I sense some anxiety in your letter that maybe I will not be as involved or available or engaged as you would wish me to be. I hope this letter will ease those anxieties.
And, as one woman said to me about something or other, “Thank you for your wisdom” about what it means to be “modern”—you are exactly right—we can protect our own identity and tribe and yet participate in the global, passportless, multilingual change that is the millennium. “The Jewish thing” doesn’t sound right anymore, yet we now have our family cosmology that includes “the Jewish thing” and I know we all want to protect and nourish.
So—Newark looms and I must, as Gran always says, sign off now,
We attend our first breast-feeding seminar in the Beth Israel auditorium. It is a bit chaotic; the nurses who are lactation experts show up half an hour late. They apologize: There was an “emergency” (a breast feeding emergency?) and start showing us diagrams of how to hold a feeding baby and how their lips and tongue latch onto the nipple. Ten minutes into it, the overhead projector bulb burns out. They haul out a foam rubber breast and shabby, bald baby doll and take us through various positions, the kama sutra of milk.
We go home and go through round II of the bassinet discussion, debating whether I will be a better parent, nay, mother, than Patti and whether or not I should just abandon her (Patti’s suggestion) and raise the child on my own and whether our relationship will collapse under the weight of responsibility and around and round the molehill till one in the morning. I suggest that Patti’s hormones may have something to do with her POV, and she hurls the nearest lactation manual at me.
PL calls me up to confess that she has snapped at a checkout lady at Gristedes, her dentist, and then the woman making her sandwich at the deli, and is starting to think that everything that went wrong the past few days may not have been entirely my fault.
Still, I’ve learned quite a bit from this bickering. I am a total control freak and it will always be a problem. I’ve just got to anticipate the best solution, planning it all out in my head, but the fact is, that just won’t fly when I’m a dad. Beyond theory and book learning, I know nothing about how to be a parent and will have to be a lot more open. More importantly, Patti is as much of a parent as I am and has as much right as I do to try to screw everything up. I guess I’m just competitive because she gets to carry the luggage.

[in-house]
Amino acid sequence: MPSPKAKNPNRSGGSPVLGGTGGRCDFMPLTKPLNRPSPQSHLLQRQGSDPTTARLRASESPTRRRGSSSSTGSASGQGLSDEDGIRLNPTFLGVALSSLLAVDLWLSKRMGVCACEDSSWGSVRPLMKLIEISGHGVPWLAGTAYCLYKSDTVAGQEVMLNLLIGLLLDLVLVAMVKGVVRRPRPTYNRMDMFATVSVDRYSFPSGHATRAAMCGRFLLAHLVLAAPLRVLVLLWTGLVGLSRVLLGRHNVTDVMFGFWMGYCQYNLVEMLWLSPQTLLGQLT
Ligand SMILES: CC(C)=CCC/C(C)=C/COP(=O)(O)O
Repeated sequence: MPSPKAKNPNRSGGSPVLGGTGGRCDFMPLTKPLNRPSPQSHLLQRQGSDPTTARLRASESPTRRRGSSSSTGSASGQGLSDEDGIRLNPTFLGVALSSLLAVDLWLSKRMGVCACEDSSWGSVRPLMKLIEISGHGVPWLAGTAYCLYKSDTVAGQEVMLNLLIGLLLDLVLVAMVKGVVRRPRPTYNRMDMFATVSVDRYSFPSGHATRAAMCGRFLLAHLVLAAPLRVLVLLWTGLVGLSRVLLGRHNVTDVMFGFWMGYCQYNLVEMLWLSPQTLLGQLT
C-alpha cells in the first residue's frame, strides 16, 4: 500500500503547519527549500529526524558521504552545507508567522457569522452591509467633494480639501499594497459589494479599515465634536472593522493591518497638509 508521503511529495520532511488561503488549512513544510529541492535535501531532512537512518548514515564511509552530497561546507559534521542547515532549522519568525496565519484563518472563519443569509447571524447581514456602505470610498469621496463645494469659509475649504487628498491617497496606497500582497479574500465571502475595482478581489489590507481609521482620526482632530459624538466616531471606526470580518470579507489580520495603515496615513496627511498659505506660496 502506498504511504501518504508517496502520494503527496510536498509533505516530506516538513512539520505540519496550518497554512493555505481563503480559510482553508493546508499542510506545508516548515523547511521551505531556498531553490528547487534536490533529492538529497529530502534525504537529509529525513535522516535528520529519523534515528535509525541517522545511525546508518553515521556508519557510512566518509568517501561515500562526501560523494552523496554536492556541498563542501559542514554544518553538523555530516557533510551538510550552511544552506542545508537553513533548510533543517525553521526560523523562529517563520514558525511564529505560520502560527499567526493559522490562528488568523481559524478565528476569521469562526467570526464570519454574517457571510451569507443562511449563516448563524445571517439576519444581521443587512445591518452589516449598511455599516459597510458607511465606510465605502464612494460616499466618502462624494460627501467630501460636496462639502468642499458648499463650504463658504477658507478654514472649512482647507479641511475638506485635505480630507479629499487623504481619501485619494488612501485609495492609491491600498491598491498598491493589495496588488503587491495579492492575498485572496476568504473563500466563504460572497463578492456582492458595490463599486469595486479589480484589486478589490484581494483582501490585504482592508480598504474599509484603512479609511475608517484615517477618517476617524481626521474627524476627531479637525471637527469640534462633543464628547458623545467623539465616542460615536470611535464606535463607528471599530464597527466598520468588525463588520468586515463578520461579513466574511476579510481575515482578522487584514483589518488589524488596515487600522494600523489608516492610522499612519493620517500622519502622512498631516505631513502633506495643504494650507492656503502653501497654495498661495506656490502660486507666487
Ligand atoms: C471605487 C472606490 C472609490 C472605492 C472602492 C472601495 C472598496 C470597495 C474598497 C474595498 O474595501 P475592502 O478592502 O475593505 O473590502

We meet our pediatrician-to-be, Dr. Heiss. A calm, professional Chilean man in his 50s, he ushers us into his inner office. He has the same “Why do you want to worry about that?” sort of demeanor as Ella Garber, perfect for worrywarts like us. He tells us we need buy nothing before the baby’s born (not even a “bahsket”).
As for our incompetence, he says we’ll get a crash course in baby care at the hospital, two or more days full of opportunities to learn how to handle any situation from people who deal with such things every day. In the end, he says, just stay cool and don’t fall apart with gooberiness in the strange days ahead.
Then, a letter from Gran arrives by snailmail from Jerusalem:
Your situation is not unique. It has been repeated by untold generations. But I cannot avoid thinking that in these years so much fuss is being made about the purely physiological process of reproduction. I cannot imagine that this could have been possible two generations ago, but at the time there were fewer unemployed people in the medical professions.
I remember when Pipsi was born. Ninny and I agreed that “This is it,” and we traveled to the hospital, where I handed her over to the obstetric team … and went home. The following morning, when the head nurse phoned with the message: “Your wife has just been delivered of a nice healthy girl; you can go to sleep now,” I had a funny feeling which I interpreted as guilty, for I had been soundly asleep all night.
You have now entered the last month and soon all will be forgotten. And then the real enjoyment will start—unless you succeed in spoiling it for yourself by excessive worrying. Let Jackie develop his own personality. Let him develop his own pitch of crying. Let him decide how he uses his nappies. And, lo and behold, he will develop into a healthy and normal boy.
Old Ecclesiastes knew it all: “There is a time to eat and a time to sleep. There is a time to dress fashion models and there is a time to sit back and do nothing.” So, please, relax and enjoy.
I am going to sign off before I am getting too clever, too reminiscent or too obsolete.
Love to both of you,